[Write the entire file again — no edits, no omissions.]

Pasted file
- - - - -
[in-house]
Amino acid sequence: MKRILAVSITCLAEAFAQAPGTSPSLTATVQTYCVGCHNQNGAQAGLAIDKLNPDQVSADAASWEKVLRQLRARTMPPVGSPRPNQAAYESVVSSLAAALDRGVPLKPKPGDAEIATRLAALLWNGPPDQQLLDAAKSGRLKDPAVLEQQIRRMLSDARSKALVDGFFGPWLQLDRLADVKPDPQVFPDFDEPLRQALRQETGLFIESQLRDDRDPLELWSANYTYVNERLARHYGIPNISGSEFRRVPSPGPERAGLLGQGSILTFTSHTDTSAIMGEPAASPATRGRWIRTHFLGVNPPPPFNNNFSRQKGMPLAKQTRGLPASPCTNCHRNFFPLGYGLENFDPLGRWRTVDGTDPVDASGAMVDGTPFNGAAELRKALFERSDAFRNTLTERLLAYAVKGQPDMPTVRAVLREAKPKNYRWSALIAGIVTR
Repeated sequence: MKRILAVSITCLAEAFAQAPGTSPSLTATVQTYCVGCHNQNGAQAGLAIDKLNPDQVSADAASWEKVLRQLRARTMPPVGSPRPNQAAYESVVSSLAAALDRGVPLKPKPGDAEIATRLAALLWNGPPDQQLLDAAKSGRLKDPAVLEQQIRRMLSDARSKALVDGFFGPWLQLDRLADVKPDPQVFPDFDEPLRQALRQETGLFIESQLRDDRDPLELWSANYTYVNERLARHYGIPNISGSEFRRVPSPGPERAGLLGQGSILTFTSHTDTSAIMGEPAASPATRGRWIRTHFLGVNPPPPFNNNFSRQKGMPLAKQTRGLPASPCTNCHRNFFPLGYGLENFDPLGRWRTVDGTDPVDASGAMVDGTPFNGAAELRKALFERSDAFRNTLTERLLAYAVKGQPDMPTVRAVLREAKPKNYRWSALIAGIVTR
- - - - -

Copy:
[in-house]
Amino acid sequence: MKRILAVSITCLAEAFAQAPGTSPSLTATVQTYCVGCHNQNGAQAGLAIDKLNPDQVSADAASWEKVLRQLRARTMPPVGSPRPNQAAYESVVSSLAAALDRGVPLKPKPGDAEIATRLAALLWNGPPDQQLLDAAKSGRLKDPAVLEQQIRRMLSDARSKALVDGFFGPWLQLDRLADVKPDPQVFPDFDEPLRQALRQETGLFIESQLRDDRDPLELWSANYTYVNERLARHYGIPNISGSEFRRVPSPGPERAGLLGQGSILTFTSHTDTSAIMGEPAASPATRGRWIRTHFLGVNPPPPFNNNFSRQKGMPLAKQTRGLPASPCTNCHRNFFPLGYGLENFDPLGRWRTVDGTDPVDASGAMVDGTPFNGAAELRKALFERSDAFRNTLTERLLAYAVKGQPDMPTVRAVLREAKPKNYRWSALIAGIVTR
Repeated sequence: MKRILAVSITCLAEAFAQAPGTSPSLTATVQTYCVGCHNQNGAQAGLAIDKLNPDQVSADAASWEKVLRQLRARTMPPVGSPRPNQAAYESVVSSLAAALDRGVPLKPKPGDAEIATRLAALLWNGPPDQQLLDAAKSGRLKDPAVLEQQIRRMLSDARSKALVDGFFGPWLQLDRLADVKPDPQVFPDFDEPLRQALRQETGLFIESQLRDDRDPLELWSANYTYVNERLARHYGIPNISGSEFRRVPSPGPERAGLLGQGSILTFTSHTDTSAIMGEPAASPATRGRWIRTHFLGVNPPPPFNNNFSRQKGMPLAKQTRGLPASPCTNCHRNFFPLGYGLENFDPLGRWRTVDGTDPVDASGAMVDGTPFNGAAELRKALFERSDAFRNTLTERLLAYAVKGQPDMPTVRAVLREAKPKNYRWSALIAGIVTR